Diagnosis Days

As I type this I am thinking that very soon it will have been three years since my cancer diagnosis and I realize I am not sure how to feel about that.

October 18th, 2018 is the day I had my first colonoscopy and the day the doctor found the tumor in my sigmoid colon. It took a week for the biopsy to come back but we knew it was cancer, the biopsy just made it official.

At the time of my diagnosis I was scared and overwhelmed. Those feelings continued through my chemo and multiple surgeries over the next 16 months. I sit and think back and I wonder and I marvel at how I was able to get through it all.

And yet, I did. It’s been nearly 17 months since my last reversal surgery and while I still see my oncologist quarterly and still undergo frequent CT scans, my treatment is essentially behind me.

This year as I approach the date of my diagnosis, I feel differently than I did last year. The shock has passed, the treatments ended and I start to wonder how I will commemorate the day this year.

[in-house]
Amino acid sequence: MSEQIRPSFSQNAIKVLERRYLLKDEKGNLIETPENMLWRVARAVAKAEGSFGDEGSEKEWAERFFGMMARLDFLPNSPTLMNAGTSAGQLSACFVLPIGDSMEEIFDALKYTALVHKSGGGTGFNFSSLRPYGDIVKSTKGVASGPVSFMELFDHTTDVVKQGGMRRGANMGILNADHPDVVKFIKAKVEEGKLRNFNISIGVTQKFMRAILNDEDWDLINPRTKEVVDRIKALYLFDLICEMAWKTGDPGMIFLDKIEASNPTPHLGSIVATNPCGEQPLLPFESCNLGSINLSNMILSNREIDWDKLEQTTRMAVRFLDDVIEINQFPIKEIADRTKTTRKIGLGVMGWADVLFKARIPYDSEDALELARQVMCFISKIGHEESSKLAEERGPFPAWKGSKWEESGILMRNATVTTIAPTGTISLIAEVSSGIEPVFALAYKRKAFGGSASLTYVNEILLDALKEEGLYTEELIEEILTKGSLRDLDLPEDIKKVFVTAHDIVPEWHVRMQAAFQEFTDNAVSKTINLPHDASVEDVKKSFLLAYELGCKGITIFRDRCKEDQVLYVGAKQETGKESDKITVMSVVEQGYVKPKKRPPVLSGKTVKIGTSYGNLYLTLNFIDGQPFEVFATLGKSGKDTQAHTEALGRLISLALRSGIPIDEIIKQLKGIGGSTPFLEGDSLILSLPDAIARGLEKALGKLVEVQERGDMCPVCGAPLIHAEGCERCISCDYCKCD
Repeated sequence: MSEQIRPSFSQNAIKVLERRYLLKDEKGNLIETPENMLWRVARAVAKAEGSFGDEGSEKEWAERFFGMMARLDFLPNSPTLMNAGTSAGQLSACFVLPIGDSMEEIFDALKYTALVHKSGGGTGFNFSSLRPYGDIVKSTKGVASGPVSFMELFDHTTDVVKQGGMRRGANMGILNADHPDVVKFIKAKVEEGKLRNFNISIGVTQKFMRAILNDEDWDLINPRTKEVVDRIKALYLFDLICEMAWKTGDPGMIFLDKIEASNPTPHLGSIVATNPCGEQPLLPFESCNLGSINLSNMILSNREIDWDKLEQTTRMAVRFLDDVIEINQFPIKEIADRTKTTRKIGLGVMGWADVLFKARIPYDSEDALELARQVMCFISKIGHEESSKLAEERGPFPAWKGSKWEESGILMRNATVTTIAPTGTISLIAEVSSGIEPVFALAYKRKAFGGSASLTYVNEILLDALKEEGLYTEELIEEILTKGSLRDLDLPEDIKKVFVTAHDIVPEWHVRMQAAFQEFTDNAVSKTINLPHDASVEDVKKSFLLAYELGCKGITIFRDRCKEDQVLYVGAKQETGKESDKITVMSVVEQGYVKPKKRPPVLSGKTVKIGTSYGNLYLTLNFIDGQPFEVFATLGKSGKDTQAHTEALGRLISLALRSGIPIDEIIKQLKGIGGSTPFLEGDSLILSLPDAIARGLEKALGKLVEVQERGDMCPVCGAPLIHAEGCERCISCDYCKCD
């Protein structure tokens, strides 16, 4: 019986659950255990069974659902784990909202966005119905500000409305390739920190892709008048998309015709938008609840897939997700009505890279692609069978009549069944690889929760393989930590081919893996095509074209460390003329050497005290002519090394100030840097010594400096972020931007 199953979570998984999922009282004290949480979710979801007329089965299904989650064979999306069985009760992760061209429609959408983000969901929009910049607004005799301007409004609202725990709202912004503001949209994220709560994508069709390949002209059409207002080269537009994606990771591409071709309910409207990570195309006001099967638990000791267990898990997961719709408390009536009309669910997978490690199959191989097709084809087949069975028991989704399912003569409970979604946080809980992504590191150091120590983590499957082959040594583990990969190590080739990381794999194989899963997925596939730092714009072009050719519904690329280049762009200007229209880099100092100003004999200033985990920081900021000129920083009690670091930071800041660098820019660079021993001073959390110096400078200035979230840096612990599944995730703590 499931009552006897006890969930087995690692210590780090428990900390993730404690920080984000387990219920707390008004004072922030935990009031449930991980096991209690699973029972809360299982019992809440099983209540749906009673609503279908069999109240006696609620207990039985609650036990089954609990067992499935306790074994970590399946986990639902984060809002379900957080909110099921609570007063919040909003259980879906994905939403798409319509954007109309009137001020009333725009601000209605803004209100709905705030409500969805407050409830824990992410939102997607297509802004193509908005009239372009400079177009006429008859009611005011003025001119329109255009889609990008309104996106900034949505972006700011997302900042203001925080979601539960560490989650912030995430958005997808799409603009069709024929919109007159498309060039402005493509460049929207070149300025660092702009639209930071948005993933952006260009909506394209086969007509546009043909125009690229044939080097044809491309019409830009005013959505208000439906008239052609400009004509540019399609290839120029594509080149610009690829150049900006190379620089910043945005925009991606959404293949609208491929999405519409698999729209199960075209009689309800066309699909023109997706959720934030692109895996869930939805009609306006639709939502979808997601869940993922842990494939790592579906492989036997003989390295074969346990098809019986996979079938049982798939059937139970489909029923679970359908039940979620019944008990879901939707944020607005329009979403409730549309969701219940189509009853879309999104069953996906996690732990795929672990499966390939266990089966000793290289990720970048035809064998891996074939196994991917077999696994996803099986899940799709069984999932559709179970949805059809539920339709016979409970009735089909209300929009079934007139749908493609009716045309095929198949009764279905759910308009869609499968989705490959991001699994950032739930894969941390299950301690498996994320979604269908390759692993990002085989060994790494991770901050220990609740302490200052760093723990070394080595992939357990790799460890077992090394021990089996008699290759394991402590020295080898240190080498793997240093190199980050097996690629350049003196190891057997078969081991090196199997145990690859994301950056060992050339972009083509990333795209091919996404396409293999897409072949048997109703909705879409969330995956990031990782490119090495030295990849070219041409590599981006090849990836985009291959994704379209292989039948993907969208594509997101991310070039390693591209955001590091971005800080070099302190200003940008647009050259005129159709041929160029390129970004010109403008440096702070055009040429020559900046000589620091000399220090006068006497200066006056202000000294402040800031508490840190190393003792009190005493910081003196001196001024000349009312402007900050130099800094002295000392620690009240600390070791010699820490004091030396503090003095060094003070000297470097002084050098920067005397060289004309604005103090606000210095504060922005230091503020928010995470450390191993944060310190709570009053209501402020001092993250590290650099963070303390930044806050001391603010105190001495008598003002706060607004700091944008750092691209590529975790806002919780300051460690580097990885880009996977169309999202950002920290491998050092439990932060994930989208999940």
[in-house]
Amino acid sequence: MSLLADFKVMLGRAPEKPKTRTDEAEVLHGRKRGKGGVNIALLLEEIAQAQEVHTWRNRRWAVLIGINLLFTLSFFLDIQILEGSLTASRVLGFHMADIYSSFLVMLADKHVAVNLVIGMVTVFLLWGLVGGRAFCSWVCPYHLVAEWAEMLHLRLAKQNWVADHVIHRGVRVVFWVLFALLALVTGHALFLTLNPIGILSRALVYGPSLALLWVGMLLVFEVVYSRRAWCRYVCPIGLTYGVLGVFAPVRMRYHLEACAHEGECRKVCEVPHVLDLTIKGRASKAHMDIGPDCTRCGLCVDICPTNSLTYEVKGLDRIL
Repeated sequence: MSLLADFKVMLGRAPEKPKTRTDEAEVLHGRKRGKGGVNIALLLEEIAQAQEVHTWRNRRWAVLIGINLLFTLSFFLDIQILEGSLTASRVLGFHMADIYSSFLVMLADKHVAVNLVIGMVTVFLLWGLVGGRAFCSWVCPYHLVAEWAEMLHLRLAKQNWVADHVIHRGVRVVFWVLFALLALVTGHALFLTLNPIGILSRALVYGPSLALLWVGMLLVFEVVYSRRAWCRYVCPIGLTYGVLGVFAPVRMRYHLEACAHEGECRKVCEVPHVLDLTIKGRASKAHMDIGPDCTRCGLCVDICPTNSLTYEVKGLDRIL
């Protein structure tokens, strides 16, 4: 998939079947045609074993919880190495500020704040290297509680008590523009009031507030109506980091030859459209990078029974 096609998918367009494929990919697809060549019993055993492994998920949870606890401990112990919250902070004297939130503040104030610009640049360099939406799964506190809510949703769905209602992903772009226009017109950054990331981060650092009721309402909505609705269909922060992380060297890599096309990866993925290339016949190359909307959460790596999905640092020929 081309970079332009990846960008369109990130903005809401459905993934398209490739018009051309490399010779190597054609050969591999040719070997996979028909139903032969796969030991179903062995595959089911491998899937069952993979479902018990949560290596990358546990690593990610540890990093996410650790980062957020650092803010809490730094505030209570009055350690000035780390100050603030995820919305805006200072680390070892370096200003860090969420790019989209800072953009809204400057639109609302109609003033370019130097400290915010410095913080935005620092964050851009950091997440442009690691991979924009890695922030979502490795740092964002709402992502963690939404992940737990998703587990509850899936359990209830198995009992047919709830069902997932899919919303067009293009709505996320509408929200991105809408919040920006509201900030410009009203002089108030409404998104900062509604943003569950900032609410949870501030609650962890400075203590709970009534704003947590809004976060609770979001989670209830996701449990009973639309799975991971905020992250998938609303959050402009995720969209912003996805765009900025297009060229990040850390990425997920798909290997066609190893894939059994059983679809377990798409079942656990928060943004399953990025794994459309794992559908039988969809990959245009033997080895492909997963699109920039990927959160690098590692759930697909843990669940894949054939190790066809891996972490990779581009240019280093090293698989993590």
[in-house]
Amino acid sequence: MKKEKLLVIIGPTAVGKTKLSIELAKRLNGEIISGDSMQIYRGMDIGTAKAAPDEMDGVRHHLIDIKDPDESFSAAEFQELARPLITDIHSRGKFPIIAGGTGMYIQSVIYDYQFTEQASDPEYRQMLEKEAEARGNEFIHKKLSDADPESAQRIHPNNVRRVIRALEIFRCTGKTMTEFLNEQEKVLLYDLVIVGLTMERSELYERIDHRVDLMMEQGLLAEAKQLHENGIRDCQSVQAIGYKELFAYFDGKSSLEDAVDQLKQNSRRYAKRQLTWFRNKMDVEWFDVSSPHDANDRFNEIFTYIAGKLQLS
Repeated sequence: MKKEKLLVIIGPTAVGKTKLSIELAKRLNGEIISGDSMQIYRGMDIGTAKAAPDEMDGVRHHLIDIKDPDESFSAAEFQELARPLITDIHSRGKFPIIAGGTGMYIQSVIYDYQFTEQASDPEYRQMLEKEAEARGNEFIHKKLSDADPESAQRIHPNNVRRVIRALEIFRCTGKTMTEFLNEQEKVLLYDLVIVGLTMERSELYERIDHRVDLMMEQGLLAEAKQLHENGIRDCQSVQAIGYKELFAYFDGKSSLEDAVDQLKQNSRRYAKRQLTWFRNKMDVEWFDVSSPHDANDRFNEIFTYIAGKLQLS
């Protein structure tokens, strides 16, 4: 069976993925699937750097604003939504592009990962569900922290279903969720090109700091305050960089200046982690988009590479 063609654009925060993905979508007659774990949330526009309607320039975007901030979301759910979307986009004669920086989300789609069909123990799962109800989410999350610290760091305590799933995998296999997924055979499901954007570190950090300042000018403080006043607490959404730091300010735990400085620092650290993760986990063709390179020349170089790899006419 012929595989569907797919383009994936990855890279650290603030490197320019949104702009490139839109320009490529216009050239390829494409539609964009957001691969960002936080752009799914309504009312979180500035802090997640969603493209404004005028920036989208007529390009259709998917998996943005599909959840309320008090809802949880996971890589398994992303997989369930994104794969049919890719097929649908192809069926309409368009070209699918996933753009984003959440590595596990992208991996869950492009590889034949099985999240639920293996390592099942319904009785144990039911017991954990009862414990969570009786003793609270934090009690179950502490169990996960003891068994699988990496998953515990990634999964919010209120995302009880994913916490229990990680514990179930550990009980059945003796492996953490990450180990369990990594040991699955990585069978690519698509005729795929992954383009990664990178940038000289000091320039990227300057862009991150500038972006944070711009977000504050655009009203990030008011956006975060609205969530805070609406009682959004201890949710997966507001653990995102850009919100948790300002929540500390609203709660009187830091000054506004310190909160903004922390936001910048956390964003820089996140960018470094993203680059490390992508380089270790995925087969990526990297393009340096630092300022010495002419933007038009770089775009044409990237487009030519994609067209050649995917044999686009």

I bet if you had asked me three years ago how I would feel about this I would say that I’d just like to forget it all. By ignoring the day I would save myself from thinking about all that happened during the treatment process.

Now though, I honestly think it is a day worth not just commemorating, but celebrating. They say you become a survivor the day you are diagnosed. Without the diagnosis, I wouldn’t have had my surgery and I wouldn’t have had the treatments, both of which I believe saved my life. My tumor was stage II but had attached itself to my colon wall, it very shortly could have spread to my lymph nodes or liver.

So this year on my diagnosis day I will celebrate good health and remember that I was able to endure all the challenges that came my way during my treatments. I was able to find strength that I didn’t know I had and I should be proud of that.

Obviously my feelings would be very different if I wasn’t looking at my treatments through a lens of success. Not that I will ever put the experience behind me, but it’s a lot easier to feel comfortable with this mindset than if my treatments were still ongoing or if I was still currently facing medical challenges. My heart goes out to all of you who may still be struggling.

I also understand that not everyone will feel the same way that I do, that there is no right or wrong way to feel about this.

I am curious as to how others handle this situation, how you feel about your diagnosis day and other notable days during your treatment. How do you commemorate these days?

Scott Blitstein @scoblitz